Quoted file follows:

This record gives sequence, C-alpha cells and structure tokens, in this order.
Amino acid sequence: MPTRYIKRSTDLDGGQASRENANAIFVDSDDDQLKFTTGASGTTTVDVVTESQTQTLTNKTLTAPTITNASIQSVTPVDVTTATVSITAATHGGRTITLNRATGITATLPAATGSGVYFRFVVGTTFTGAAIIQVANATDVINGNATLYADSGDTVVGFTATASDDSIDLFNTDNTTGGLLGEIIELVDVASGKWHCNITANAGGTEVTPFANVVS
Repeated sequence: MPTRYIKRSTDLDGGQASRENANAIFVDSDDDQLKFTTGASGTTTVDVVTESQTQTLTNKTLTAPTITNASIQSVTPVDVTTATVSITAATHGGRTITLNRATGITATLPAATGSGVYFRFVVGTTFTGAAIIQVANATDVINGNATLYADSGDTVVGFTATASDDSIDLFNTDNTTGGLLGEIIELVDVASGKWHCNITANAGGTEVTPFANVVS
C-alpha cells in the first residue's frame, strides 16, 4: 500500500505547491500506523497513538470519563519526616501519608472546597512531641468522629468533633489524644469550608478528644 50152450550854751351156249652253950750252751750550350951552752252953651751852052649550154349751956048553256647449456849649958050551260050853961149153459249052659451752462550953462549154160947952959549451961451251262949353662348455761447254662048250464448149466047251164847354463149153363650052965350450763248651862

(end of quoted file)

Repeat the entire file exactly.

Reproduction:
This record gives sequence, C-alpha cells and structure tokens, in this order.
Amino acid sequence: MPTRYIKRSTDLDGGQASRENANAIFVDSDDDQLKFTTGASGTTTVDVVTESQTQTLTNKTLTAPTITNASIQSVTPVDVTTATVSITAATHGGRTITLNRATGITATLPAATGSGVYFRFVVGTTFTGAAIIQVANATDVINGNATLYADSGDTVVGFTATASDDSIDLFNTDNTTGGLLGEIIELVDVASGKWHCNITANAGGTEVTPFANVVS
Repeated sequence: MPTRYIKRSTDLDGGQASRENANAIFVDSDDDQLKFTTGASGTTTVDVVTESQTQTLTNKTLTAPTITNASIQSVTPVDVTTATVSITAATHGGRTITLNRATGITATLPAATGSGVYFRFVVGTTFTGAAIIQVANATDVINGNATLYADSGDTVVGFTATASDDSIDLFNTDNTTGGLLGEIIELVDVASGKWHCNITANAGGTEVTPFANVVS
C-alpha cells in the first residue's frame, strides 16, 4: 500500500505547491500506523497513538470519563519526616501519608472546597512531641468522629468533633489524644469550608478528644 50152450550854751351156249652253950750252751750550350951552752252953651751852052649550154349751956048553256647449456849649958050551260050853961149153459249052659451752462550953462549154160947952959549451961451251262949353662348455761447254662048250464448149466047251164847354463149153363650052965350450763248651862